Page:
A jury of 12 people & a judge confirmed for each inmate that their crimes were so atrocious and they were so dangerous that they not only did not deserve to live, but they were so dangerous that the only safe recourse was the death penalty. Recognizing how dangerous these killers are, the prison houses them 1 person to a cell and does not provide them with work, leaving them locked in their cells most of the day.

    Prop. 34 wants to ignore all of this and save $ by placing these killers in less-restrictive prisons where they share cells. They also want to provide them opportunities for work, where they have more freedom, access to other inmates and guards, & more chances to make weapons.

    Prop. 34 also destroys any incentive for the 34,000 inmates already serving life without parole to kill again. There would be no death penalty. They are already serving a life sentence, so why not get a name by killing another inmate or a guard?

    Prop. 34 also takes away the money for inmates to challenge their convictions. If innocent, they will spend the rest of their life in jail, celled with vicious killers. Prop. 34 will cause more deaths of innocent people– guards and people wrongfully convicted but no longer able to fight it in court.

    And they refer to Prop. 34 as the SAFE Act!

  • http://cadeathpenalty.webs.com/ Chris Bernstien

    Prop. 34 will kill innocent people:

    Those on death row murdered at least 1,279 people, including 230 children & 43 police officers. 211 were raped, 319 robbed, 66 killed by execution, & 47 tortured. 11 murdered other inmates.

    A jury of 12 people & a judge confirmed for each inmate that their crimes were so atrocious and they were so dangerous that they not only did not deserve to live, but they were so dangerous that the only safe recourse was the death penalty. Recognizing how dangerous these killers are, the prison houses them 1 person to a cell and does not provide them with work, leaving them locked in their cells most of the day.

    Prop. 34 wants to ignore all of this and save $ by placing these killers in less-restrictive prisons where they share cells. They also want to provide them opportunities for work, where they have more freedom, access to other inmates and guards, & more chances to make weapons.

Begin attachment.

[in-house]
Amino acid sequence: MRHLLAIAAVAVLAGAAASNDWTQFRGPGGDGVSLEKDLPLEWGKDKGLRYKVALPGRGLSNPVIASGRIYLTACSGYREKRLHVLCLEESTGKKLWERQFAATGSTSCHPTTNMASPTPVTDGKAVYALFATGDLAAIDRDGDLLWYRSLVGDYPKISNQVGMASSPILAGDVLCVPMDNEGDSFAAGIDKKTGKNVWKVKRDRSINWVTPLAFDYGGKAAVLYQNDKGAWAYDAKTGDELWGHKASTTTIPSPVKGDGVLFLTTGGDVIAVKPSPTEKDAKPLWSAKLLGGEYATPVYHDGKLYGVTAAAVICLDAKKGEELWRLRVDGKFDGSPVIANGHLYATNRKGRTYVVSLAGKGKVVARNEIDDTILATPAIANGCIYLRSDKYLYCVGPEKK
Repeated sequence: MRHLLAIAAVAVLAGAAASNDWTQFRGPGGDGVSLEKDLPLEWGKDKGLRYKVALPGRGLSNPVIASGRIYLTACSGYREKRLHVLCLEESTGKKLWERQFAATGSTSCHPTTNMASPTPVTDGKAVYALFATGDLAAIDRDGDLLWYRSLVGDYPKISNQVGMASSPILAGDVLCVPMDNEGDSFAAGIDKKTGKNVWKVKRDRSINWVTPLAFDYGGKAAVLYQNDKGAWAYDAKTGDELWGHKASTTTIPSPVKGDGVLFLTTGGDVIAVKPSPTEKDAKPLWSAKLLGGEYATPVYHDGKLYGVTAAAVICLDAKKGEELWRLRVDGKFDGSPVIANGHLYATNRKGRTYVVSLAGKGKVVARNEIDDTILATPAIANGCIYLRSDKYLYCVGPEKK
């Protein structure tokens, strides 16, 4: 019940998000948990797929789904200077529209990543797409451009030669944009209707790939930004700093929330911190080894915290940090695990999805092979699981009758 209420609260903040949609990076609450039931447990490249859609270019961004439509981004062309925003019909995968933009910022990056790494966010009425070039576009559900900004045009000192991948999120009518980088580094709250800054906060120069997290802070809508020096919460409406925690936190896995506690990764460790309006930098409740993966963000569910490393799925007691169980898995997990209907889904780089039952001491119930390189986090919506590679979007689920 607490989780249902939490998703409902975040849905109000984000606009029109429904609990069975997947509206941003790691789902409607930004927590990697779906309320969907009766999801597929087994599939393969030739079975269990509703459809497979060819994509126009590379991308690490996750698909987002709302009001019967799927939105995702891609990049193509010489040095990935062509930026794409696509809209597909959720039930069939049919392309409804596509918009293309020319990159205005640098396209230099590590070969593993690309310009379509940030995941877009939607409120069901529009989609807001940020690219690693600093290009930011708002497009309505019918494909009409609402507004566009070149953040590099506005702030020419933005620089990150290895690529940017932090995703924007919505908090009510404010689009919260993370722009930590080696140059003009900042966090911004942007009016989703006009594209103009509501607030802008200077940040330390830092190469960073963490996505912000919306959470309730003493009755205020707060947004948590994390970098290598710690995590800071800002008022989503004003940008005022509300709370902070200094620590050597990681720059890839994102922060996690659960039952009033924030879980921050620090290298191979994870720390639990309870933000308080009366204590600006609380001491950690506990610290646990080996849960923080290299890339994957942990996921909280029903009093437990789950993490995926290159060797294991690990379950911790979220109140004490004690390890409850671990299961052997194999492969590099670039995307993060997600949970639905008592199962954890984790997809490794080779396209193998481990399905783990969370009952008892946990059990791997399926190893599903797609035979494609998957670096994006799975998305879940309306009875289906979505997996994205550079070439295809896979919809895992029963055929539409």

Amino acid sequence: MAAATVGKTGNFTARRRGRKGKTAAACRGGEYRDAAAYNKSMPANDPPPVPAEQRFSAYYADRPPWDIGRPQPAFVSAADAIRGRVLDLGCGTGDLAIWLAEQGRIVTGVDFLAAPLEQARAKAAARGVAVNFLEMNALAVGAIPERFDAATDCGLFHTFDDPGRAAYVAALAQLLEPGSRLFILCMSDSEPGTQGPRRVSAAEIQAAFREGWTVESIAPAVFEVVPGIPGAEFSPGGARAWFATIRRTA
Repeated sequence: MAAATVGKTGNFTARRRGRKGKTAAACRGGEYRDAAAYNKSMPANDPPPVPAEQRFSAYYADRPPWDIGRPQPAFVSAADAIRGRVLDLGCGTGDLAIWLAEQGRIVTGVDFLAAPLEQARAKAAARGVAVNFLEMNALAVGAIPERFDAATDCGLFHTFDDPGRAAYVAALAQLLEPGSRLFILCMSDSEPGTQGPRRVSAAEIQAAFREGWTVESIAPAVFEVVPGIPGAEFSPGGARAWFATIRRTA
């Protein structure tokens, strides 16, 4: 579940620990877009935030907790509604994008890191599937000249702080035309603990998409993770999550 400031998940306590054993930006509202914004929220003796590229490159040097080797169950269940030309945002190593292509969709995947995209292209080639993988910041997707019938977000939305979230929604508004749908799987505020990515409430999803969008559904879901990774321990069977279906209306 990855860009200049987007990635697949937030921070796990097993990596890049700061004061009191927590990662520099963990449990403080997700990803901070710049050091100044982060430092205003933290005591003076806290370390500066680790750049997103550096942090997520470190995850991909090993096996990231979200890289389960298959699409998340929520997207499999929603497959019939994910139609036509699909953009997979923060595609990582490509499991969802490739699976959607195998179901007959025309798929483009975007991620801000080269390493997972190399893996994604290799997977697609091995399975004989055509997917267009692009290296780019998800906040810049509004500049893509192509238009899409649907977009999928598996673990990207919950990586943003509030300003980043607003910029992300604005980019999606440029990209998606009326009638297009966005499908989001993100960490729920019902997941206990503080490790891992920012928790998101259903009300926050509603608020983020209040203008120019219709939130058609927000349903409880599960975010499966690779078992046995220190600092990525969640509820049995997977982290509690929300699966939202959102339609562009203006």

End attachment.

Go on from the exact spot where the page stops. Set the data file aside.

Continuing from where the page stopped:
Prop. 34 also destroys any incentive for the 34,000 inmates already serving life without parole to kill again. There would be no death penalty. They are already serving a life sentence, so why not get a name by killing another inmate or a guard?

    Prop. 34 also takes away the money for inmates to challenge their convictions. If innocent, they will spend the rest of their life in jail, celled with vicious killers. Prop. 34 will cause more deaths of innocent people– guards and people wrongfully convicted but no longer able to fight it in court.

    And they refer to Prop. 34 as the SAFE Act!

  • http://cadeathpenalty.webs.com/ Chris Bernstien

    Former California Department of Finance Director Michael Genest, an expert on state finances and how ballot initiatives affect the state budget, reviewed Prop 34 and said that its claims of budget savings are “grossly exaggerated.”

    There is no independent, third-party study that exists which backs up any claim that eliminating the death penalty in California will save money. The “study” put forth by the Yes on Prop 34 campaign was conducted by individuals whose opposition to the death penalty is well-known. In other words, they are trying to push their own agenda.

    The non-partisan California Legislative Analyst’s Office (LAO) has studied Prop 34 and while they estimate possible savings under Prop 34, they acknowledge substantial uncertainties in their estimates and admit they could be off by “tens of millions of dollars.”

    Unless murders stop, there will always be murder investigations and trials costs, whether or not there is a death penalty, and killers will continue to appeal their convictions. Prop 34 proponents never account for these costs, or the increased cost to provide housing and healthcare for death row inmates in any of their claims.

  • http://cadeathpenalty.webs.com/ Chris Bernstien

    Former California Department of Finance Director Michael Genest, an expert on state finances and how ballot initiatives affect the state budget, reviewed Prop 34 and said that its claims of budget savings are “grossly exaggerated.”